West Virginia did not violate the doctrine of intergovernmental tax immunity in exempting some state law enforcement officers’ retirement benefits from taxation but not those of federally employed retirees with similar duties, the state’s top law enforcement officers told the U.S. Supreme Court Tuesday.
Uber Technologies Inc. will pay $1.3 million to settle Fair Labor Standards Act claims from more than 5,000 drivers who aren’t bound by arbitration agreements and alleged the ride-hailing giant misclassified them as independent contractors instead of employees, according to a North Carolina federal court filing Tuesday.
A Teamsters pension fund on Monday asked a New York bankruptcy court to force bankrupt grocery chain Tops Markets LLC to turn over documents related to an earlier lawsuit against a closely associated vendor, arguing that Tops is violating the terms of a May settlement by refusing to do so.
U.S. workers could get help paying off their student loan debt under a Senate proposal that would allow employers to contribute thousands of dollars a year tax-free toward their employees’ student loan repayments.
A Sixth Circuit panel affirmed an ex-Bemis Company Inc. press operator’s jury win in a disability bias suit Tuesday, saying the company hadn’t shown the worker couldn’t do his job but directing the trial court to tweak the $500,000 judgment.
New York-based law firm Virginia & Ambinder LLP, which specializes in employment, labor, pension and employee benefits, has alleged in New York state court that a former junior associate made an agreement with a rival firm to jump ship and bring clients with her in exchange for sponsorship for a green card.
Philadelphia-based Uber limo drivers told the Third Circuit on Monday that they're similar to migrant workers who are compensated at the whim of an economically dominant entity, meaning they should be recognized as employees entitled to proper wages under the Fair Labor Standards Act.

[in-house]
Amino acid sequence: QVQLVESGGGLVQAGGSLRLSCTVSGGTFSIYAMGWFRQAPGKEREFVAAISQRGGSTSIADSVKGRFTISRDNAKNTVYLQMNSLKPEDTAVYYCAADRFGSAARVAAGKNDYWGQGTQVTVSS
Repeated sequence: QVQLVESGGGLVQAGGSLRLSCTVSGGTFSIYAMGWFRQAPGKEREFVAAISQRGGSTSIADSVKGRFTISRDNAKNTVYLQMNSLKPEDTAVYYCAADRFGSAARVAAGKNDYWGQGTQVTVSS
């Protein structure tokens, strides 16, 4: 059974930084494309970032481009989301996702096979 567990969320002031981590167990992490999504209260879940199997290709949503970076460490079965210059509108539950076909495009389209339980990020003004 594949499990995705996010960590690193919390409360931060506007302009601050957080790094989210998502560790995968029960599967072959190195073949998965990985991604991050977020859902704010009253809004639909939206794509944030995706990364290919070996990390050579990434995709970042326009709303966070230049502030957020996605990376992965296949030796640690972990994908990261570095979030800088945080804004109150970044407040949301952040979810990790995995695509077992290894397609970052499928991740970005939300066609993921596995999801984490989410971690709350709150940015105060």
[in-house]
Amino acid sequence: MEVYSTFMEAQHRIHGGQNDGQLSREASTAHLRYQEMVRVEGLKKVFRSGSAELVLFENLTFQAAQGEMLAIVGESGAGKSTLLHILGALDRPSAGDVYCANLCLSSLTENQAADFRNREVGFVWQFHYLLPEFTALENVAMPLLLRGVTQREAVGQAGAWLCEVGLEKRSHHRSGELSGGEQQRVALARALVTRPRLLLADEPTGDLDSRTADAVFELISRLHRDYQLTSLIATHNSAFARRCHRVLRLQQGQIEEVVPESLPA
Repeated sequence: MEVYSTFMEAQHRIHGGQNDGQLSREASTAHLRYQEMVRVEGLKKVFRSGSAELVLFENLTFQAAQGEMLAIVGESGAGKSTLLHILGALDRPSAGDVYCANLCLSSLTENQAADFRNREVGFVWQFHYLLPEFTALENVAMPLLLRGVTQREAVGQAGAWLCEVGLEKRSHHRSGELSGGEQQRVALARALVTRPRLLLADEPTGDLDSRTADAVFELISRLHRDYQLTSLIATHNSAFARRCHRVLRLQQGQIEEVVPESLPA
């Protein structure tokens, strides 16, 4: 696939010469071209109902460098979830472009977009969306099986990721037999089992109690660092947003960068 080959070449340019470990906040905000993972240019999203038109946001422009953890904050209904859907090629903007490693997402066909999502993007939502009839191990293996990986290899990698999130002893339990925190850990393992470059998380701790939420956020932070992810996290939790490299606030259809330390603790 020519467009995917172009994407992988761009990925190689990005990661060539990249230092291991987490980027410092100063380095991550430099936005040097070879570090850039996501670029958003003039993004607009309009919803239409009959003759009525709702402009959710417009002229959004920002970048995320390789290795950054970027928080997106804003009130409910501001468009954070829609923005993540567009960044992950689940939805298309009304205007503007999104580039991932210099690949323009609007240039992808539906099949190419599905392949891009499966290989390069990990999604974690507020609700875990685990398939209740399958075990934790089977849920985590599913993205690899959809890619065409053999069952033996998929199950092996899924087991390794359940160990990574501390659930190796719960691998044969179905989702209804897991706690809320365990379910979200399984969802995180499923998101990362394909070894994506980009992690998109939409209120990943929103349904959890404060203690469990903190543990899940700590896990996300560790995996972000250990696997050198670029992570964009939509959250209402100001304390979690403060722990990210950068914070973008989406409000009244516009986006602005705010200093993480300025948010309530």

A look at the careers of attorneys who have dominated oral advocacy at the U.S. Supreme Court over the last decade shows a similar path for men and women, with a few key differences. Here’s how the top 10 male and female advocates stack up.
LeClairRyan PC has asked a Virginia federal court to hold off on confirming a $1 million arbitration award against the firm in the gender discrimination suit of a former employee, saying that the arbitration award was currently being recalculated.
California federal courts have refused to sign off on a pair of settlements in separate wage suits against JPMorgan and Bank of America, with one judge saying the JPMorgan deal had "egregious" problems and another saying the Bank of America agreement set up a faulty process for workers to opt in.
A Chicago Italian restaurant group agreed on Monday to develop new polices and pay $160,000 to end litigation over the U.S. Equal Employment Opportunity Commission’s claims that it subjects its female employees to sexual harassment at work.
For the women at elite law firms, an enduring gender gap among advocates can create a high hurdle for their high court ambitions. Here, Law360 looks at the law firms where women score Supreme Court arguments, and where they don’t.
A D.C. federal judge on Monday ordered the U.S. Department of the Treasury to hand over 60 more documents related to the 2009 bailout of General Motors as part of a dispute between current and former salaried workers for Delphi Corp. and the Pension Benefit Guaranty Corp. over an alleged deal with GM that cut their pension fund.
Sears Holdings Corp. accomplished an early set of goals Monday shortly after announcing it had filed for bankruptcy to reshape its physical footprint and reduce a debt load of more than $11 billion, receiving court permission to access $300 million in new financing from its existing lenders.
The entire California Supreme Court has recused itself from an appeal that involves whether the Golden State owes about $36 million worth of back wage and pension payments to a class of more than 3,000 current and former judges.
The NCAA and Pac-12 Conference should be considered joint employers of a proposed class of college football players because the sports regulators set limits on pay and work hours, a former student-athlete told the Ninth Circuit on Monday as he sought to revive his wage-and-hour suit against the organizations.